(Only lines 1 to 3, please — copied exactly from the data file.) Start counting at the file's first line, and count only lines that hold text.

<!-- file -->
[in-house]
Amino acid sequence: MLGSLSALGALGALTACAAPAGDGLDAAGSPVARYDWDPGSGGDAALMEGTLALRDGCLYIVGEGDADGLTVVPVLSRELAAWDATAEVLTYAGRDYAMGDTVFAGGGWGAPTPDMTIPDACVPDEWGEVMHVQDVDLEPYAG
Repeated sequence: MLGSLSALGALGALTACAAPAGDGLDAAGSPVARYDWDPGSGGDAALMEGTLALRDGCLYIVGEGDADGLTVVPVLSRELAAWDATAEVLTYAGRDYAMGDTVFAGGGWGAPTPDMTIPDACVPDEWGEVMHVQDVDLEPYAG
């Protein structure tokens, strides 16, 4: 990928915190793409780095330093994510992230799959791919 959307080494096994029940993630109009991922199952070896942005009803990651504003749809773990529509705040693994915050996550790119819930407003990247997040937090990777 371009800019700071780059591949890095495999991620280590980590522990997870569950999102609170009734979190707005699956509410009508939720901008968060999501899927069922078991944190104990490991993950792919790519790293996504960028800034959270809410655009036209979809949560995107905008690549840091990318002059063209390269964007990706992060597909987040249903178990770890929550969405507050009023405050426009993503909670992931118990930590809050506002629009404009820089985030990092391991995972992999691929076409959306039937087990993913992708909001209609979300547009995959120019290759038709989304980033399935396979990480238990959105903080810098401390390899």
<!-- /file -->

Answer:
[in-house]
Amino acid sequence: MLGSLSALGALGALTACAAPAGDGLDAAGSPVARYDWDPGSGGDAALMEGTLALRDGCLYIVGEGDADGLTVVPVLSRELAAWDATAEVLTYAGRDYAMGDTVFAGGGWGAPTPDMTIPDACVPDEWGEVMHVQDVDLEPYAG
Repeated sequence: MLGSLSALGALGALTACAAPAGDGLDAAGSPVARYDWDPGSGGDAALMEGTLALRDGCLYIVGEGDADGLTVVPVLSRELAAWDATAEVLTYAGRDYAMGDTVFAGGGWGAPTPDMTIPDACVPDEWGEVMHVQDVDLEPYAG